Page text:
When’s the last time you boycotted a business?
In today’s political and cultural climate, it seems like there’s a new reason to disengage with some of our favorite brands every day. This cookie maker is responsible for the destruction of palm forests in Indonesia. This fast food chain contributes to a controversial cause. This retailer supports the opposing political party.
Whatever the reason, odds are, you’ve raised an eyebrow or put your wallet away when you’ve learned a business is operating in a way you don’t agree with.
Because their values don’t align with yours.
The flip side is that the values of that cookie maker, that fast food joint, and that retailer align nearly perfectly with their ideal client.
Every business embodies some list of values and so does every consumer. When those values are shared, that’s what makes them a good fit for the exchange of goods and services.
Why do values matter?
Values and culture are a big chunk of your brand, helping you, your products and services stand out in the crowd of similar providers. There are lots of drycleaners, coaches, fitness professionals, and financial planners in your market. Your clients choose to work with you because of YOU and how you interact with them, and those interactions are based on your values, whether they are inherent or designed. Your clients trust that you will show up and deliver your products and services in a way that reflects their own beliefs and values.
When you demonstrate your values in your marketing messages, products, services, pricing, delivery, and customer service, you create yet another vehicle for drawing your ideal client to your business (and excluding those who aren’t a good fit). Philanthropic causes, community service, and civic involvement are all obvious ways of communicating what’s important to you and your business. But what about more abstract values?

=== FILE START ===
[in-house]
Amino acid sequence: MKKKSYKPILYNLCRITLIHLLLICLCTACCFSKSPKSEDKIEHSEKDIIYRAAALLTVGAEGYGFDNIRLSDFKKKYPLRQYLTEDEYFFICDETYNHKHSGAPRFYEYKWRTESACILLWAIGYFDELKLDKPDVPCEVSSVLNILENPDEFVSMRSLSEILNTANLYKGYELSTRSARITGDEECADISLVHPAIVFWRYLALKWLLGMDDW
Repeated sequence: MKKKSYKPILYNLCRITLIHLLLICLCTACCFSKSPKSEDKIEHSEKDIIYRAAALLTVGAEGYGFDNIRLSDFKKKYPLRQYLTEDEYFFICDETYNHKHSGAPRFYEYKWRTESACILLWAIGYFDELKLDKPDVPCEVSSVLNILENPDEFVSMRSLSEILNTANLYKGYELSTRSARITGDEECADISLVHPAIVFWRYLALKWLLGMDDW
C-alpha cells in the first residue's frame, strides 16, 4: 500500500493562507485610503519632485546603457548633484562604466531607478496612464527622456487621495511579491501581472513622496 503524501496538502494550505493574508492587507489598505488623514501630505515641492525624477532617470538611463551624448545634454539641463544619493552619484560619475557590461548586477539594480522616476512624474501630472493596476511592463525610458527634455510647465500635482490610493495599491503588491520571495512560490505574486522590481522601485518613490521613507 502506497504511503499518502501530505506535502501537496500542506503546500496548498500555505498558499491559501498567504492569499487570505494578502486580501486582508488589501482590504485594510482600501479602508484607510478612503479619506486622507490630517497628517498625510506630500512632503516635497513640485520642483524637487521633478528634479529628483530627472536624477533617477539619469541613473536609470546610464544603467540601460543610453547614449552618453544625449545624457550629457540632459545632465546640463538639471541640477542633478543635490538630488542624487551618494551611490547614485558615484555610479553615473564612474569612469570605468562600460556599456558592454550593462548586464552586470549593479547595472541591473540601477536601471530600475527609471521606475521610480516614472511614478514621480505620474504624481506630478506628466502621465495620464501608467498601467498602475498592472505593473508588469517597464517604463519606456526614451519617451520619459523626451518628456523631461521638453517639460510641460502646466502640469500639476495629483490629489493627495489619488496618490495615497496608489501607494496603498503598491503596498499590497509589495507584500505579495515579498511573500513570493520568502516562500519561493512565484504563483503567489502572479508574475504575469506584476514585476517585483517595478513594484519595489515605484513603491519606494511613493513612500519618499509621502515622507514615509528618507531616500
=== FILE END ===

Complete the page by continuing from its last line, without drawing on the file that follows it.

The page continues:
I have one client in the garment care industry who’s defined values are: fun, real, curious, passionate.
What’s fun about dry cleaning?
While dry cleaning itself might not be something you think of as “fun”, the business itself is. Part of their mission is to “measurably lift the lives of people around us” – doesn’t that just speak of positive energy? They’ve invested in colorful, whimsical corporate signage and branding. Their social media is a bit cheeky and silly while still conveying their professionalism and value. They frequently stock whimsical garment-care-related products at the point of sale.
They are speaking to the modern-day fashionista who wants to walk into a clean, bright shop with happy employees. They want their employees to BE happy and enjoy their workplace. They’ve created systems and messaging to reinforce that value.
How can you implement values in your business?
Every day, we see the values of the businesses around us in their advertising. Big corporations spend tens of thousands of dollars defining and purposefully creating a distinct culture and then communicating that to their audiences.
When I work with clients on their values and branding, I take them through these five steps:
- Brainstorm all the values they do (or wish to) bring to their business.
- Narrow down the top 3-5 words that most embody their values
- Define for themselves what those values mean to them; what they like most about it; and how it shows up in their business
- Consider and record any negative connotation of that value and consider how that fits into their definition of their culture and brand
Once my client has defined their values and has communicated that to their team, we create tools for conveying that message both in-house and to their audiences. We audit their products, services, and pricing to ensure that they’re aligned with the business values. Visual imagery that embodies those values and phrases that describe them are incorporated into their brand standards, hiring and onboarding practices, and employee training.
All human beings hold some list of personal values. We bring them to our businesses and places of employment, and we show our values through the businesses and products we choose. Understanding and defining your values allows you creatively add appeal to your brand, products, and services and thereby gain an edge with your audience.